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Celebration of Service
 

Bringing Technology to the Elderly and Displaced

Sinko Choy leads a group of 130 volunteers teaching Internet skills
 

Whether in Hanoi, Hanover, or Hong Kong, the elderly and mentally handicapped do not have the same access to technology that the rest of society does. But in Hong Kong, IBM employee Sinko Choy is working with the Tung Wah Group of Hospitals to help bridge this digital divide – and to give access to the external world to these digitally displaced members of society.

“I see volunteering as a kind of personal development, where you are not only giving, but also receiving from the audience” Sinko says. “I’ve been an active volunteer for some time, but this project, in particular, is fun and fulfilling and I’ve learned a lot about the needs of the elderly and mentally handicapped.”

The Tung Wah Group of Hospitals provides a spectrum of social welfare services, catering to the needs of families, children and youth, the elderly and the disabled as well as Chinese traditional services for the community. The organization has many day care and housing complexes for elderly and disabled citizens, and during IBM’s Celebration of Service Day, Sinko and 130 additional IBM volunteers visited 370 elderly and disabled people at Wong Chuk Hang housing complex.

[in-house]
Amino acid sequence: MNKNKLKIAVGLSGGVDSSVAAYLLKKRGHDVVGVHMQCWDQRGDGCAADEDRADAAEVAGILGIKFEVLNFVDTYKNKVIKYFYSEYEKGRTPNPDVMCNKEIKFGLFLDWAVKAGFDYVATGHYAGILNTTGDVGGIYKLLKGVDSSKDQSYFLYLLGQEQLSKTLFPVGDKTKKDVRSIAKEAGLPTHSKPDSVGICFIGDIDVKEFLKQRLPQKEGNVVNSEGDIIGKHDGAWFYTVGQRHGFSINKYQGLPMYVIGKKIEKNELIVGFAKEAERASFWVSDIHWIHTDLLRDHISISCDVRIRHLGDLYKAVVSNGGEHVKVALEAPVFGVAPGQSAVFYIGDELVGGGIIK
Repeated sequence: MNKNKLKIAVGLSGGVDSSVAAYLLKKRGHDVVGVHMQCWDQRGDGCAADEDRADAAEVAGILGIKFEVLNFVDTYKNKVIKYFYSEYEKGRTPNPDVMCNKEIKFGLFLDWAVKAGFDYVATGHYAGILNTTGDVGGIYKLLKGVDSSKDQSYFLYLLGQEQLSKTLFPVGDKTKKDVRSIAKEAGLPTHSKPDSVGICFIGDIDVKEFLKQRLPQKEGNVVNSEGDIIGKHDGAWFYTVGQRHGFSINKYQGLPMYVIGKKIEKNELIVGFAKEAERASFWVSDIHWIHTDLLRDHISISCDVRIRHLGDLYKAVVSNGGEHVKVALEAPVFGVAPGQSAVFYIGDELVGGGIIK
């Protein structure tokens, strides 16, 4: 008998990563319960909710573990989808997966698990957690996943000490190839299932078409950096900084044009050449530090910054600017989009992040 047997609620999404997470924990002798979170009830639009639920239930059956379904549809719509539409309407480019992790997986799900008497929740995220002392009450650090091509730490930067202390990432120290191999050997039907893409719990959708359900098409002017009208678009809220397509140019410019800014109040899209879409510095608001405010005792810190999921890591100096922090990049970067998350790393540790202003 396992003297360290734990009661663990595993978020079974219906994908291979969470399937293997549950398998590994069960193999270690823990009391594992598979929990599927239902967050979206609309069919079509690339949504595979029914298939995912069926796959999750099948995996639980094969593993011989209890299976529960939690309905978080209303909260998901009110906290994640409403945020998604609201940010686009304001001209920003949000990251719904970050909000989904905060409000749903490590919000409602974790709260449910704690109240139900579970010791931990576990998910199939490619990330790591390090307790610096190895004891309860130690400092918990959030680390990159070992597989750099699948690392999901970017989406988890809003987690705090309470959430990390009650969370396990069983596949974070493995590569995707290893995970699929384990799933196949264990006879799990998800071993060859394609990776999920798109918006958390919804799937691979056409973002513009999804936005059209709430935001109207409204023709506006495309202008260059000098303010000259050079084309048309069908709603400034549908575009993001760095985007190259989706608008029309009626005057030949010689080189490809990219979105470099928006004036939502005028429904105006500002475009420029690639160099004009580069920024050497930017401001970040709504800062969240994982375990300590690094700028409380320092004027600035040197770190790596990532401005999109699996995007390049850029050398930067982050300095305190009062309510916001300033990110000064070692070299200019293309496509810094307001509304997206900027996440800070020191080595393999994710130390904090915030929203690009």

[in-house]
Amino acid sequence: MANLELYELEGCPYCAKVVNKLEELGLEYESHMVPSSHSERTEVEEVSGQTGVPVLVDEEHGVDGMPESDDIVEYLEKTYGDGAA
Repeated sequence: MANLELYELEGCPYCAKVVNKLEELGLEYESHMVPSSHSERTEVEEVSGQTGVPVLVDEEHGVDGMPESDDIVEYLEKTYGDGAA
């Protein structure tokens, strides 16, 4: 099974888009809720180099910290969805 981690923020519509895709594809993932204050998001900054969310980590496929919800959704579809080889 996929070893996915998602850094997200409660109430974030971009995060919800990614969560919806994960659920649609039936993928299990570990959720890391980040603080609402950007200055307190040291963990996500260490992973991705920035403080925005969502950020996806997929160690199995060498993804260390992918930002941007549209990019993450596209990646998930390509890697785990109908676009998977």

The group conducted classes to help the residents acquire basic computer skills, learn how to take pictures with cameras for daily communication with their families and friends, and generally have fun through other Internet-based activities.

“The elderly were amazed that technology could help so much in their daily lives,” says Sinko. “They held my hands and thanked me for coming to teach them. I was touched by the smiles on their faces.”

But the day of service was just the beginning of IBM volunteer activities with the complex. Sinko also applied for and won an IBM Catalyst Grant award to establish a computer center with Internet access in the housing complex. The center will further promote computer literacy among the senior citizens and encourage them to reach out to the world online. The computer room will also serve as an IT training room for hundreds of service users.

The new computer center is slated to open in December, 2011. Sinko says, “Once the computer centre is established, IBM volunteers can arrange more classes on IT knowledge for the members who live in the complex. The elderly who attended training during the IBM Celebration of Service day will serve as the teaching assistants, making it easier for other members who live in the complex to connect with each other and gain basic IT knowledge, which helps them to better connect to society. It’s a win-win.”

IBM is marking its centennial year with a worldwide celebration of volunteer service. Throughout 2011, IBM invites everyone to join our global community of employees, retirees, families and friends as we support the communities where we work, live and learn together.